New bike lane on Goldsmith Lane. (Courtesy Bike Louisville)
New bike lane on Goldsmith Lane. (Courtesy Bike Louisville)
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New bike lane on Goldsmith Lane. (Courtesy Bike Louisville)
New bike lane on Goldsmith Lane. (Courtesy Bike Louisville)

A new bike lane has been striped on Goldsmith Lane between Bardstown Road and Bon Air Avenue in the Bon Air neighborhood. The two five-to-six-foot lanes were created by narrowing two travel lanes from 12-feet wide to ten feet and eliminating an eight-foot parking lane on one side of the street.

New bike lane on Goldsmith Lane. (Courtesy Bike Louisville)
New bike lane on Goldsmith Lane. (Courtesy Bike Louisville)

Heading west, the lane disappears briefly as a turning lane passes through and then picks up at the intersection (see plan below). The eastbound lane begins just after the intersection. Many cities have been experimenting with painting these “conflict zones” with green paint to warn motorists and cyclists alike to pay extra attention as vehicles transfer lanes, but Louisville has yet to apply green paint.

New bike lane on Goldsmith Lane. (Courtesy Bike Louisville)
New bike lane on Goldsmith Lane. (Courtesy Bike Louisville)

Rolf Eisinger with Bike Louisville said the lanes are complete but a few signs must still be installed before the project is done. He noted these lanes represent the second time the city has used the wider six-foot lanes (up from five feet), the first example being a set of lanes installed last year on 8th Street. The wider lanes offer more protection from traffic and the door zone when parallel parking exists.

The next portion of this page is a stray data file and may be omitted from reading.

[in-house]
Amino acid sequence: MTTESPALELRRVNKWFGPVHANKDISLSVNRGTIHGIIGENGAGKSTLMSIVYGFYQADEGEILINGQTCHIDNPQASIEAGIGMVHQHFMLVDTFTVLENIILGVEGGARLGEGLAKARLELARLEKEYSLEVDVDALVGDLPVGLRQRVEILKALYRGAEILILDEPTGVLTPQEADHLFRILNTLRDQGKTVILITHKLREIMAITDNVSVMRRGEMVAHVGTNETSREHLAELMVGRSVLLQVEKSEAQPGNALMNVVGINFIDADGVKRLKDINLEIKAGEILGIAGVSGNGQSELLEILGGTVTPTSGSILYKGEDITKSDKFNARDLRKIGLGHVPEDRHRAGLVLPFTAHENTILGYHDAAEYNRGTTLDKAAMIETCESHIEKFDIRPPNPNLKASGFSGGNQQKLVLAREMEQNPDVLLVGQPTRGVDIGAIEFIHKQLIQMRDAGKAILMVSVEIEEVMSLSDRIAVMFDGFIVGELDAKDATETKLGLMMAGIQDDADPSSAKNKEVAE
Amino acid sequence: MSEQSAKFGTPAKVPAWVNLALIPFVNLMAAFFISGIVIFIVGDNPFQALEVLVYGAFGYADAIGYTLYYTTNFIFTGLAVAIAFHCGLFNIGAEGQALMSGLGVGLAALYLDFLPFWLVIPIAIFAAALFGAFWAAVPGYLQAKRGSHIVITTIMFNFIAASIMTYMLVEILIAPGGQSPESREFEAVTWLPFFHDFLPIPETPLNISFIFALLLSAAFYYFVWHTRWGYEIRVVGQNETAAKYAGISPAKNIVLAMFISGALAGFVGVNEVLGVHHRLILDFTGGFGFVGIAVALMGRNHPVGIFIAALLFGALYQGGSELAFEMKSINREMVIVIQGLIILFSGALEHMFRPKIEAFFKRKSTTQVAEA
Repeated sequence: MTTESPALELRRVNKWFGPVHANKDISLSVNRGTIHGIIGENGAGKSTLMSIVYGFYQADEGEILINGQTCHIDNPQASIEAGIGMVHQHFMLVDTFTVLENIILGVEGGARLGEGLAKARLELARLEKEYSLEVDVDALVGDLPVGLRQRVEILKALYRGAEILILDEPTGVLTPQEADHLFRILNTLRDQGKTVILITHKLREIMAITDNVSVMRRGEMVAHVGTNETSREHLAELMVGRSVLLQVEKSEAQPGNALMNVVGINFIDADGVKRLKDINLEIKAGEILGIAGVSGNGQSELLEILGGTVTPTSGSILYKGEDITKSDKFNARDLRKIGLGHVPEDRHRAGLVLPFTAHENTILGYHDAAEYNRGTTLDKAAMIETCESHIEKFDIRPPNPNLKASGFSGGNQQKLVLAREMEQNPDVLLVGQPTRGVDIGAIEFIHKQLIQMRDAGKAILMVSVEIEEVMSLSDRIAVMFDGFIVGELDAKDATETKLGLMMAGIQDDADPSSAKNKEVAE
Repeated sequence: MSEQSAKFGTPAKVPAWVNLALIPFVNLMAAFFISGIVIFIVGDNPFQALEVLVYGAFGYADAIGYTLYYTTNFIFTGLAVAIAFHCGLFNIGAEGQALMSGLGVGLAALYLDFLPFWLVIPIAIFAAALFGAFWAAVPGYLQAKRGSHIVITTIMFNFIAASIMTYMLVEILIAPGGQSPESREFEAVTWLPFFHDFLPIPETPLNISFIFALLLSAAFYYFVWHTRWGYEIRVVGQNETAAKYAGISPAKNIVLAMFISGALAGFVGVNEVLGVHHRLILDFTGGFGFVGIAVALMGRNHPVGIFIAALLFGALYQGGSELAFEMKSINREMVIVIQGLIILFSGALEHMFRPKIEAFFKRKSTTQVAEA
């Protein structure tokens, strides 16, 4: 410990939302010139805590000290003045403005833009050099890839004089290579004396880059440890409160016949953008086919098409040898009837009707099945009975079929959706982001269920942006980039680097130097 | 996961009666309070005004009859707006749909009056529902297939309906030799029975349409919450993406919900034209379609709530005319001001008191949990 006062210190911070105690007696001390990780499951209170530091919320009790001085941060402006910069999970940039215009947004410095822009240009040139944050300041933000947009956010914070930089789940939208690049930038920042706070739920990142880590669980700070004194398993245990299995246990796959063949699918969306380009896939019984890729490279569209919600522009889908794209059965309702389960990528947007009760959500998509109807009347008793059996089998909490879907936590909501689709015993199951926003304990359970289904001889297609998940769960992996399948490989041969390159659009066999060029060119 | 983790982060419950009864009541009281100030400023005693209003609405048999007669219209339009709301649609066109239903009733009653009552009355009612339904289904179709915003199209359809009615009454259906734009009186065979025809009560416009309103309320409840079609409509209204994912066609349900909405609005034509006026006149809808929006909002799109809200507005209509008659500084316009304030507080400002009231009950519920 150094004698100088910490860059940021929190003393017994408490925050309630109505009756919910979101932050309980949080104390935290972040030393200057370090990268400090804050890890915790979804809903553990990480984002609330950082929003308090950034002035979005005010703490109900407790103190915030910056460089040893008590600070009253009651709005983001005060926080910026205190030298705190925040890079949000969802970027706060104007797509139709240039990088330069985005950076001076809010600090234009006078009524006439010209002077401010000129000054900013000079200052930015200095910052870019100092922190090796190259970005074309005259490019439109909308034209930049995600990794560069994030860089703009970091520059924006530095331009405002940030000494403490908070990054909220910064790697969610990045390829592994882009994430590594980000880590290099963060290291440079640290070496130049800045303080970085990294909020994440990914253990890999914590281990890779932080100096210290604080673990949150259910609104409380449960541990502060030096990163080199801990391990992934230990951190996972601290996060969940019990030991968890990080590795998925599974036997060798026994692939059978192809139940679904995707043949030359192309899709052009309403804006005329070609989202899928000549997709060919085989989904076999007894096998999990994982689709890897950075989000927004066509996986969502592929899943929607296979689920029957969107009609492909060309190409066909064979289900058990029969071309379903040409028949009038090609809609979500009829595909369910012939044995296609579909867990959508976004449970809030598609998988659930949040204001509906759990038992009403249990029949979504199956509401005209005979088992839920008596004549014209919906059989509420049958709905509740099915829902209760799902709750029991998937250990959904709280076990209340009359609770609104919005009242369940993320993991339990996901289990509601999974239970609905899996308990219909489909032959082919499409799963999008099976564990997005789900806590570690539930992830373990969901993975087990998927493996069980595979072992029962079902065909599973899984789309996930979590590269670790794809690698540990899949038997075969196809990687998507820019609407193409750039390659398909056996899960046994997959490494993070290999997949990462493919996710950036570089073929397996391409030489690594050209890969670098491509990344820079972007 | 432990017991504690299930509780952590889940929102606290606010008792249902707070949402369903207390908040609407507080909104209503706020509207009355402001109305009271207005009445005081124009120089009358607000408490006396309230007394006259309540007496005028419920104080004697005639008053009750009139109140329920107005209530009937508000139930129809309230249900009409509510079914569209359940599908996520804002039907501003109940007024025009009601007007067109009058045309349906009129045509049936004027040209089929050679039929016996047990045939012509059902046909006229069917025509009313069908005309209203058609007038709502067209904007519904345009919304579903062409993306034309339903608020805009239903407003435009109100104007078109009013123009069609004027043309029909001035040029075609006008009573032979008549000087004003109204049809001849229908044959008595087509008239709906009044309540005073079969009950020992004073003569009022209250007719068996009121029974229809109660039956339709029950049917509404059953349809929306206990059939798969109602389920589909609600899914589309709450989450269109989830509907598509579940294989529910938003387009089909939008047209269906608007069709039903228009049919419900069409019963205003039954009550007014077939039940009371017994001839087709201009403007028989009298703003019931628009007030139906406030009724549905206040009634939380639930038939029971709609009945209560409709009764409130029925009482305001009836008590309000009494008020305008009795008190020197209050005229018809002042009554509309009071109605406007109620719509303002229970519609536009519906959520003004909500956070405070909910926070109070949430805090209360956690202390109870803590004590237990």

New bike lane on Goldsmith Lane. (Courtesy Bike Louisville)
New bike lane on Goldsmith Lane. (Courtesy Bike Louisville)
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Branden Klayko

Branden Klayko

Founder and Editor at Broken Sidewalk
Branden founded Broken Sidewalk in 2008 while practicing architecture in Louisville. He continued the site for seven years while living in New York City, returning to Louisville in 2016. Branden is a graduate of the College of Architecture at Washington University in St. Louis, and has covered architecture, design, and urbanism for The Architect's Newspaper, Designers & Books, Inhabitat, and the American Institute of Architects.
Branden Klayko

3 COMMENTS

  1. I think it’s great that these bike lanes are so close to Seneca High and Goldsmith Elementary. It’s really important to me that kids can have a safe way to get to and from school independently. I’m only concerned with how small the section of bike lane is.

    Do we know if they plan on extending these lanes at all? They don’t head all of the way to the school, and in order for them to be used a person would probably have to head from busy Goldsmith Lane west of Bardstown, or ride on the even busier (but wider) Bardstown Road.

    I’d love to see new bike lanes on Bardstown Road from Hikes Lane to Brighton Drive, (or possibly even Taylorsville Broad).

    Even though this is only a half a mile of bike lane compared to the two miles of bike lanes I’d rather see, it’s definitely a step in the right direction.

  2. This is great. The narrower driving lanes should ‘calm’ traffic as well. Isn’t the speed limit on that road (supposed to be) only 25 mph anyway?

  3. It’s nice to see more bike lanes in Louisville. They would be even better if the Metro Gov’t. spent a little time and money educating motorists about them and enforcing traffic laws relating to bike lanes. Check out the two photos of the bike lanes above. There are cars driving in the bike lanes in each photo. BIke lanes won’t be a safe way for kids to get to school until we figure out how to keep cars out of them.

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